Sarah has always had long, golden hair. When she was diagnosed with cancer, she felt as though she was losing a part of her feminine identity. However, after the chemo began and her hair started falling out, she embraced a different outlook. First, she regarded the loss of hair as a good sign – it meant the chemo was working. Second, losinghair is painful, and subsequently, “annoying.” One day, in a brave act of defiance against the cancer, she determined to shave it all. In supportive solidarity, Ryan shaved his head as well. He now endearingly calls his wife “patches” and “peaches.” Ryan writes, “I told Sarah… that every inch of her hair we cut, every inch of her hair that falls out to every inch of her hair as it grows back – they all make her more beautiful to me – inch-by-inch.”
After shaving her head, Sarah visited Wigs Today in Cherry Creek. She was overwhelmed by their compassion and kindness, and describes her experience with the staff fondly. However, doesn’t always wear her wig. Ina moment of raw feeling and emotion, she describes her first experience going out in public with only a hat, ” Everyone is just going about their lives as normal, bustling to get their errands and daily tasks done, and you’re dealing with something so much bigger. I wish I could just run errands around town and stress about whether our house would be decorated cute for our dinner guests. But instead I’m worrying about keeping my life, fighting Cancer, and whether I’ll be there for a future with Ryan and our son.”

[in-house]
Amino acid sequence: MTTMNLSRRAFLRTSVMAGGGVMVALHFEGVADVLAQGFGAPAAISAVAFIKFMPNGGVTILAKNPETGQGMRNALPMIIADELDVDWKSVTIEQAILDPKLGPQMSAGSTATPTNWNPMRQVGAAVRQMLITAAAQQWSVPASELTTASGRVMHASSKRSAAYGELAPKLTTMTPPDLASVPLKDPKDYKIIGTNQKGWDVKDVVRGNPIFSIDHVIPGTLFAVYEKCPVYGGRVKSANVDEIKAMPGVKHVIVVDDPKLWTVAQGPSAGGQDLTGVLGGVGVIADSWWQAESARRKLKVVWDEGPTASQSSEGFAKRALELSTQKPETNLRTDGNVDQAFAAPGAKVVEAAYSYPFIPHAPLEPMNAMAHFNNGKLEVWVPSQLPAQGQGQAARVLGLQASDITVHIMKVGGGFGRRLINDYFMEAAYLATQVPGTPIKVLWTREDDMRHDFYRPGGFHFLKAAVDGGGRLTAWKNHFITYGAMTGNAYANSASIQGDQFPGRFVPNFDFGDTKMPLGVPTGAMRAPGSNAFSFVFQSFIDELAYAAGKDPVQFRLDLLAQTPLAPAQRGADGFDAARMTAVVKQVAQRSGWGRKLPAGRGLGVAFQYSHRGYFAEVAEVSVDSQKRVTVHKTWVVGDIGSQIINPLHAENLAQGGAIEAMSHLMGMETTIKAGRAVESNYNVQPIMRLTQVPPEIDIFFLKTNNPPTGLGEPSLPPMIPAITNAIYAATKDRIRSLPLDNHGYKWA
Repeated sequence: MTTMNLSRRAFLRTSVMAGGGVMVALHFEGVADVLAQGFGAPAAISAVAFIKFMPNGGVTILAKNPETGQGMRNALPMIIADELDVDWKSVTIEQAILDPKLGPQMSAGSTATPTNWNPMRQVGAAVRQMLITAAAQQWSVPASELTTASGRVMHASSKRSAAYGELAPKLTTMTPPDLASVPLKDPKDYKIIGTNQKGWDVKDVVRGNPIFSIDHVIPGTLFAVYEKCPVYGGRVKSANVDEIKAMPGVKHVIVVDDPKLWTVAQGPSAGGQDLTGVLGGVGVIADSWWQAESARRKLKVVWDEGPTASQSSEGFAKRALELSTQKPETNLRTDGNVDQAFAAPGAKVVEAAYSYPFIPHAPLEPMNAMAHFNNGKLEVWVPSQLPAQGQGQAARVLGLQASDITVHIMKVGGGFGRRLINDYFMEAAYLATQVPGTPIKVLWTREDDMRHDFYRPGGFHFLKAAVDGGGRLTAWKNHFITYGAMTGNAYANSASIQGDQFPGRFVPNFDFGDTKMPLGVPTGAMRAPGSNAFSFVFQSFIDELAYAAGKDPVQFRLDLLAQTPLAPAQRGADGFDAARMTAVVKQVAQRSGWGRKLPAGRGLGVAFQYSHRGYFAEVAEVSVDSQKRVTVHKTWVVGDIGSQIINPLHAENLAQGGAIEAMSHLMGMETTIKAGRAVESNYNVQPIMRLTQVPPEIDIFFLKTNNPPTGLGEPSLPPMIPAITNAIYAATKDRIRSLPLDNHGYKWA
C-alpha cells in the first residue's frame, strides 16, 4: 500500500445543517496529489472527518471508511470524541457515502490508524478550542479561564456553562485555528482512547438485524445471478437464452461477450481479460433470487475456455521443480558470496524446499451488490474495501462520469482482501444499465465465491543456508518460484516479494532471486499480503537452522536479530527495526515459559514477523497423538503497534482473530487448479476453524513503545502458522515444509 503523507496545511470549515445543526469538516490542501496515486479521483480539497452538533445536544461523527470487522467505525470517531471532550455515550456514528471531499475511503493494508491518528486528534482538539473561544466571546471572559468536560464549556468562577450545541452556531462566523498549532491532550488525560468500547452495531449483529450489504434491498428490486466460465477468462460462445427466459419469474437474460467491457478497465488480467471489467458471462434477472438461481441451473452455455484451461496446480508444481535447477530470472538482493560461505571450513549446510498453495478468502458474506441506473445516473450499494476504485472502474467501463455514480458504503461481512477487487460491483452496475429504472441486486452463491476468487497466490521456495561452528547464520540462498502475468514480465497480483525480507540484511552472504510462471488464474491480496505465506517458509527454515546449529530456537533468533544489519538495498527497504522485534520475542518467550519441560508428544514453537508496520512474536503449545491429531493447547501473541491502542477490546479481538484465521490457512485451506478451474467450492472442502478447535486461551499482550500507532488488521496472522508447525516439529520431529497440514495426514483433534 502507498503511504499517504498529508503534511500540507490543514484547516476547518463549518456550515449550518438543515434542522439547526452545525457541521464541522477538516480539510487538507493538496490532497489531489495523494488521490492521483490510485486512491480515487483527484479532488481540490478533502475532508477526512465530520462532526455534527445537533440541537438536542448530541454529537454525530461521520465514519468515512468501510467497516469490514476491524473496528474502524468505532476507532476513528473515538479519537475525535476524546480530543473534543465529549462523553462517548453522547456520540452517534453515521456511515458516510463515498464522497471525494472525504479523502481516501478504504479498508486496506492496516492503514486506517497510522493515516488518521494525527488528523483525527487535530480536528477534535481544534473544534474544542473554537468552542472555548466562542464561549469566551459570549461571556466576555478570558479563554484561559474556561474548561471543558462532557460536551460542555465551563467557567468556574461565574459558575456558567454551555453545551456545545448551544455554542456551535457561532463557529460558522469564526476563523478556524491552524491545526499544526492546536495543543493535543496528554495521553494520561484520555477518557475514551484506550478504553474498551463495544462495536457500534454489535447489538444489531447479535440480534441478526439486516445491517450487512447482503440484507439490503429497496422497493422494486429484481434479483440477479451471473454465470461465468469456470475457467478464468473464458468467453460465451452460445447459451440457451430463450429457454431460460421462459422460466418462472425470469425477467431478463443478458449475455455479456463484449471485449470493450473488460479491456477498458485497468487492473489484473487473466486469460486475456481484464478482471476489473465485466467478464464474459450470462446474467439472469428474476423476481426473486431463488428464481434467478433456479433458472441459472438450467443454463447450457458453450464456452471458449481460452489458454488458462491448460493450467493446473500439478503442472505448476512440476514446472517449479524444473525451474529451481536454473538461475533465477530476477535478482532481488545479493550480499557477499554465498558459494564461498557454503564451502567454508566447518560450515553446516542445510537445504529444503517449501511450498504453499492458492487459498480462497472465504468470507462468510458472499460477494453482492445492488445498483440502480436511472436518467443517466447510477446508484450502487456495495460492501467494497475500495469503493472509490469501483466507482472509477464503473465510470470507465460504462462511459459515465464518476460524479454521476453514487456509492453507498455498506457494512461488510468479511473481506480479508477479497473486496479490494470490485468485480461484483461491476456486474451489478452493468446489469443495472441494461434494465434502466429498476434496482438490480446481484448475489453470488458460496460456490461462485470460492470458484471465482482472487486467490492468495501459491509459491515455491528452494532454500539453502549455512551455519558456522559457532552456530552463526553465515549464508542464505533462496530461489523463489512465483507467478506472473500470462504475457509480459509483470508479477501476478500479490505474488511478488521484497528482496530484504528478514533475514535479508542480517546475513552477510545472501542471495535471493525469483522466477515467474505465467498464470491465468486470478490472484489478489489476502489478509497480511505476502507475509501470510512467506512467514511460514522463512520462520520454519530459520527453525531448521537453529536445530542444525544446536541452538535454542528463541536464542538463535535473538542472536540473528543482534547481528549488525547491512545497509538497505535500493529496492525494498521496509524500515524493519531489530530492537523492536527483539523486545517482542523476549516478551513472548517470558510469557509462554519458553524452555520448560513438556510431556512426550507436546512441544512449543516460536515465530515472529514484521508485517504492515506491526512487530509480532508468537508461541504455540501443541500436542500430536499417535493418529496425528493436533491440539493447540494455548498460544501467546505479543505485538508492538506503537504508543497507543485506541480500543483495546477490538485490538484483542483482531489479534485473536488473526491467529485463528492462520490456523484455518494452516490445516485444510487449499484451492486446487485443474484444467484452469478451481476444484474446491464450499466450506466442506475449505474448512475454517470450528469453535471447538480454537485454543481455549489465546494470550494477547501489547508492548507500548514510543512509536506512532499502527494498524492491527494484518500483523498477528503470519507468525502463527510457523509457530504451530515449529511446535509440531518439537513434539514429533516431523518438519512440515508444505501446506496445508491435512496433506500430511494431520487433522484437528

Sarah and Ryan both confidently look forward to their future as a family. Ryan says, “The last bad news we had was that Sarah has cancer. Everything since then has been good news.” The chemotherapy appears to be working and the mass in Sarah’s chest continues to shrink. Last month, Sarah’s close family and friends surprised her with a baby shower in Denver, her mother and mother-in-law each sewing curtains and bed skirts for the nursery. And, they have big plans for next August — a second honeymoon to celebrate their third anniversary and her successful battle against breast cancer.
The 20th Susan G. Komen Denver Race for the Cure takes place this Sunday, October 7th. You may register online until October 6 at noon. You may also register the day of the event between 6:00 a.m. and 9:00 a.m. at the Registration Tent (located at in the east parking lot of the Pepsi Center, closest to Speer Boulevard).
To keep up with Sarah’s story, please visit her CaringBridge.org site.
Kaelyn Gustafson is the Desk Editor for Health and Sports at 303 Magazine. She is an avid runner, eager cyclist, and yogi-lovin’ Denver enthusiast. Follow her posts on Twitter.